Make errors easy to diagnose.
Offer easy-to-understand help documentation.
Show clear contact options.
Provide a back button to undo actions.
Include ALT tags to show more information about images.
Consider server abilities regarding page-loading time and downtime.
Beware of in-app browsers and restrictions (e.g.,scrolling) in mobile design.
Make links active.
Describe links accurately.
Use user personas.
Do thorough usability testing
Users should feel immersed and in control of products/designs that predict their actions and help them get things done properly and fast. If they stop to think about what you’re showing them, they’ll start losing trust. Overall, they should find it all satisfying—if not pleasing.
Our course-selection page anticipates users’ needs by clearly guiding towards goals via filters.
The Interaction Design Foundation has a wealth of material on usability, including this course: https://www.interaction-design.org/courses/the-practical-guide-to-usability
See important points about desktop vs. mobile usability: https://www.interaction-design.org/literature/article/mobile-usability-research-the-important-differences-from-the-desktop
Read Smashing Magazine’s extensive list of usability considerations: https://www.smashingmagazine.com/2007/10/30-usability-issues-to-be-aware-of
Here’s an exemplary, insightful walkthrough of an app’s usability: https://email@example.com/10-examples-of-great-usability-on-airbnb-e47d2ebd0111
Here’s the entire UX literature on Usability by the Interaction Design Foundation, collated in one place:
Take a deep dive into Usability with our course The Practical Guide to Usability .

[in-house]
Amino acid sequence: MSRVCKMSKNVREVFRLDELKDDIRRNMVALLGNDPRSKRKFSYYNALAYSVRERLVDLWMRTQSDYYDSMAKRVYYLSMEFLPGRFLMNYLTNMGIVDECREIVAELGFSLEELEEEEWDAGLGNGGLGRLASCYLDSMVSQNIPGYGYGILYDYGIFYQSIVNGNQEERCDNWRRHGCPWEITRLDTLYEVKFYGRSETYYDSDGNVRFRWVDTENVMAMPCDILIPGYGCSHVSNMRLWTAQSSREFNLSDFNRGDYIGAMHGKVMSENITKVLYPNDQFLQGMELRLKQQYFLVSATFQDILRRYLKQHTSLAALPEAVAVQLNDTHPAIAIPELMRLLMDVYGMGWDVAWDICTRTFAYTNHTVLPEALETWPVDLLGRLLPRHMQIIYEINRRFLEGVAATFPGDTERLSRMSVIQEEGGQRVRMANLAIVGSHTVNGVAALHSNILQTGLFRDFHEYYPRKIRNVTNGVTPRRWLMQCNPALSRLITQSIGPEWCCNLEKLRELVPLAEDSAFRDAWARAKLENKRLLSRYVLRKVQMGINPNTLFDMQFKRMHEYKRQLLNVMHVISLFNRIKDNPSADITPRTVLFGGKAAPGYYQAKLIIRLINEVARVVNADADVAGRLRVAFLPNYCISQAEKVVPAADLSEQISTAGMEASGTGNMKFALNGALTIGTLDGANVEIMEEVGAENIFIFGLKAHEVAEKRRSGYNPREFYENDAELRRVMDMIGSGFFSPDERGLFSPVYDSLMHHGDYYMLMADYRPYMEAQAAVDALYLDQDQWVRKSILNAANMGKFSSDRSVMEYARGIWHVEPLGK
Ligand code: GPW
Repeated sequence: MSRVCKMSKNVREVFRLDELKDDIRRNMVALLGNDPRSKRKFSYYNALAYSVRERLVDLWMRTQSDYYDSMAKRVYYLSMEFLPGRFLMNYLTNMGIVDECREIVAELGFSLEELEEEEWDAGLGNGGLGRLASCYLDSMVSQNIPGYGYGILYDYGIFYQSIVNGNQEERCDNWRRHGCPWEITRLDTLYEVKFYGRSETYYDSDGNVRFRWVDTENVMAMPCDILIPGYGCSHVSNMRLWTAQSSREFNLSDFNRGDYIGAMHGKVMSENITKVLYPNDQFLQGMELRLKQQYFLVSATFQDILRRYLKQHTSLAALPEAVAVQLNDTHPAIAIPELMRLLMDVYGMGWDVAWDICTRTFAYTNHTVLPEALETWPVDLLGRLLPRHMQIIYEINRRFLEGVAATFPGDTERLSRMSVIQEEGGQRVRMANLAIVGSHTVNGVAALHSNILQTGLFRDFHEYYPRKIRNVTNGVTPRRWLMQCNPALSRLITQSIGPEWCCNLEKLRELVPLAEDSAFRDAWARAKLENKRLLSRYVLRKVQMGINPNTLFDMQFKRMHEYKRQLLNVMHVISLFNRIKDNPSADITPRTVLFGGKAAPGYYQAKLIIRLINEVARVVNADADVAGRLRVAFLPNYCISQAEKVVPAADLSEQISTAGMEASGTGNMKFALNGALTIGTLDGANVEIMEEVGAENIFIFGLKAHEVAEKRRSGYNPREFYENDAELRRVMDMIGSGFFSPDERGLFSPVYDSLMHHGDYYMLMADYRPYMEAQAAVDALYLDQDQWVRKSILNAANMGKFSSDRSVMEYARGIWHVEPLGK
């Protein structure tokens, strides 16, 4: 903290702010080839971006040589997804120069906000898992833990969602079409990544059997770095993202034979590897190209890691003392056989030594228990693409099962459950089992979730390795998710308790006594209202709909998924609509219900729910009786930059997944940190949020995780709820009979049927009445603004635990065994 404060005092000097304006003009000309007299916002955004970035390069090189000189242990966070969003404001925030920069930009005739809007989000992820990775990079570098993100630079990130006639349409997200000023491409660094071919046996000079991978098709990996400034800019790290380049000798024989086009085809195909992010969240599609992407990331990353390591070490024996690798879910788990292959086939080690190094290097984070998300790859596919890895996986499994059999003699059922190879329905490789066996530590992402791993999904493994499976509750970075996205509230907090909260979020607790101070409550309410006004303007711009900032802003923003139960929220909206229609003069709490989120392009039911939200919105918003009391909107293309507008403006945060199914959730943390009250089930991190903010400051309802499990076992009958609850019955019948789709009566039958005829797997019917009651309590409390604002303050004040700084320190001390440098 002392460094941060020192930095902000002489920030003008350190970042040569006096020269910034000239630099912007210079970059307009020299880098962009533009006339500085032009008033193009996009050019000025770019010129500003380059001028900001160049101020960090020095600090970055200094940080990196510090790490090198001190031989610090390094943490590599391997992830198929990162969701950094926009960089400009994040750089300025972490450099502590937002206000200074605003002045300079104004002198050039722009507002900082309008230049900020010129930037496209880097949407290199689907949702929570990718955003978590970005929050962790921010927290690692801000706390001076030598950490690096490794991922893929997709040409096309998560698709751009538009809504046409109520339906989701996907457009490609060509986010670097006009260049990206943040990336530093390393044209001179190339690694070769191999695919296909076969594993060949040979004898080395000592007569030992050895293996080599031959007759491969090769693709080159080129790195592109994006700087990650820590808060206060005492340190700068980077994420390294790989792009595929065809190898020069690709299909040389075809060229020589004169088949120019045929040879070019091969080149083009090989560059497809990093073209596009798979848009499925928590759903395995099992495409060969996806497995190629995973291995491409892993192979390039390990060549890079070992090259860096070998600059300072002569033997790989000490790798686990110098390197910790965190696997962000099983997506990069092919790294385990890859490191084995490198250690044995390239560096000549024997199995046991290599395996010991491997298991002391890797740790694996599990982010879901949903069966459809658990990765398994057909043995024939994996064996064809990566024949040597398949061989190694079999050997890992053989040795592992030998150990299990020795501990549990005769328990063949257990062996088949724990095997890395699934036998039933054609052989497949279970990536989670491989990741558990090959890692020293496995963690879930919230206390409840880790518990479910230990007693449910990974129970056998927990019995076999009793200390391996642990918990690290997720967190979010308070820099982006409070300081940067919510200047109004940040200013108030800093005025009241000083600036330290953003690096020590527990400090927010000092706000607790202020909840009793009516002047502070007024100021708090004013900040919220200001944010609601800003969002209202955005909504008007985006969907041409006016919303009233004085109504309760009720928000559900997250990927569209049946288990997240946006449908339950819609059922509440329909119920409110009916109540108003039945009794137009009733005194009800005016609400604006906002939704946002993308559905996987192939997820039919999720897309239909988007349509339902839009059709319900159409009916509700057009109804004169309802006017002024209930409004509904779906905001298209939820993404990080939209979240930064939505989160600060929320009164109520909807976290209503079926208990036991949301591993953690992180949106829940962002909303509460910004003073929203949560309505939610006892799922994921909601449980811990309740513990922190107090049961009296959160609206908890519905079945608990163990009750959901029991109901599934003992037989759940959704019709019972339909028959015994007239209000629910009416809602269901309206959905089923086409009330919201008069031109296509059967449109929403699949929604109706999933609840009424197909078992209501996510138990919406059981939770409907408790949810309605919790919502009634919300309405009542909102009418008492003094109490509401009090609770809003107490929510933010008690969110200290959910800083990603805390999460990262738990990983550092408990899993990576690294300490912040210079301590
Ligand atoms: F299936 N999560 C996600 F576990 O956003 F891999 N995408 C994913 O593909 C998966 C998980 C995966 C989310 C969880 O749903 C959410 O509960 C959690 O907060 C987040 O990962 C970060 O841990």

Every product or website should be easy and pleasurable to use, but designing an effective, efficient and enjoyable product is hardly the result of good intentions alone. Only through careful execution of certain usability principles can you achieve this and avoid user dissatisfaction, too. This course is designed to help you turn your good intentions into great products through a mixture of teaching both the theoretical guidelines as well as practical applications surrounding usability.
Countless pieces of research have shown that usability is important in product choice, but perhaps not as much as users themselves believe; it may be the case that people have come to expect usability in their products. This growing expectation puts even more pressure on designers to find the sweet spot between function and form. It is meanwhile critical that product and web developers retain their focus on the user; getting too lost within the depths of their creation could lead to the users and their usability needs getting waylaid. Through the knowledge of how best to position yourself as the user, you can dodge this hazard. Thanks to that wisdom, your product will end up with such good usability that the latter goes unnoticed!
Ultimately, a usable website or product that nobody can access isn’t really usable. A usable website, for example, is often overlooked when considering the expansion of a business. Even with the grandest intentions or most “revolutionary” notions, the hard truth is that a usable site will always be the windpipe of commerce—if users can’t spend enough time on the site to buy something, then the business will not survive. Usability is key to growth, user retention, and satisfaction. So, we must fully incorporate it into anything we design. Learn how to design products with awesome usability through being led through the most important concepts, methods, best practices, and theories from some of the most successful designers in our industry with “The Practical Guide to Usability.”